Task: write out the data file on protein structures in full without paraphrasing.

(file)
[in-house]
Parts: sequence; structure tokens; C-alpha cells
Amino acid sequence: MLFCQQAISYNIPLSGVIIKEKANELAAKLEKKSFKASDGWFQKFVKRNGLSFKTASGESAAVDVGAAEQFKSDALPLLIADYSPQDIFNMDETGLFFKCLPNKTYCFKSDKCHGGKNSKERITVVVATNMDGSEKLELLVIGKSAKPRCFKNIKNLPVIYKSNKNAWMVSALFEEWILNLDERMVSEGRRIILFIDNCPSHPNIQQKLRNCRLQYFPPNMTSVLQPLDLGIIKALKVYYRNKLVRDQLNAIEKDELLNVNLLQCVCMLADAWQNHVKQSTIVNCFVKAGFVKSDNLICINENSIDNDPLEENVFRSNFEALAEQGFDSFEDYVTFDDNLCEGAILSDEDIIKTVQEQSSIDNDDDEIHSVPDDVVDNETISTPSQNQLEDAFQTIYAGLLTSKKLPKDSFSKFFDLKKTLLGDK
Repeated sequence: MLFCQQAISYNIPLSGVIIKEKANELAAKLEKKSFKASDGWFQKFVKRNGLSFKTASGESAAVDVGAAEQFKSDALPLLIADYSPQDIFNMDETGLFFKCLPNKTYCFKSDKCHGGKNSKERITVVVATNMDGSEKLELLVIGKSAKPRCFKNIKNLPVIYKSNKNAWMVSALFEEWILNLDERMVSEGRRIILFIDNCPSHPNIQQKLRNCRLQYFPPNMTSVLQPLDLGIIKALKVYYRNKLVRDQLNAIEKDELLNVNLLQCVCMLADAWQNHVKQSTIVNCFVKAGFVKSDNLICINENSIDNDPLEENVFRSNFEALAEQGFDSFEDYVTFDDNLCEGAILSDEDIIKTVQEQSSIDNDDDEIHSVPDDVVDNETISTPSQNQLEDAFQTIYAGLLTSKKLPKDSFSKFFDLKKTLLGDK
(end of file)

[in-house]
Parts: sequence; structure tokens; C-alpha cells
Amino acid sequence: MLFCQQAISYNIPLSGVIIKEKANELAAKLEKKSFKASDGWFQKFVKRNGLSFKTASGESAAVDVGAAEQFKSDALPLLIADYSPQDIFNMDETGLFFKCLPNKTYCFKSDKCHGGKNSKERITVVVATNMDGSEKLELLVIGKSAKPRCFKNIKNLPVIYKSNKNAWMVSALFEEWILNLDERMVSEGRRIILFIDNCPSHPNIQQKLRNCRLQYFPPNMTSVLQPLDLGIIKALKVYYRNKLVRDQLNAIEKDELLNVNLLQCVCMLADAWQNHVKQSTIVNCFVKAGFVKSDNLICINENSIDNDPLEENVFRSNFEALAEQGFDSFEDYVTFDDNLCEGAILSDEDIIKTVQEQSSIDNDDDEIHSVPDDVVDNETISTPSQNQLEDAFQTIYAGLLTSKKLPKDSFSKFFDLKKTLLGDK
Repeated sequence: MLFCQQAISYNIPLSGVIIKEKANELAAKLEKKSFKASDGWFQKFVKRNGLSFKTASGESAAVDVGAAEQFKSDALPLLIADYSPQDIFNMDETGLFFKCLPNKTYCFKSDKCHGGKNSKERITVVVATNMDGSEKLELLVIGKSAKPRCFKNIKNLPVIYKSNKNAWMVSALFEEWILNLDERMVSEGRRIILFIDNCPSHPNIQQKLRNCRLQYFPPNMTSVLQPLDLGIIKALKVYYRNKLVRDQLNAIEKDELLNVNLLQCVCMLADAWQNHVKQSTIVNCFVKAGFVKSDNLICINENSIDNDPLEENVFRSNFEALAEQGFDSFEDYVTFDDNLCEGAILSDEDIIKTVQEQSSIDNDDDEIHSVPDDVVDNETISTPSQNQLEDAFQTIYAGLLTSKKLPKDSFSKFFDLKKTLLGDK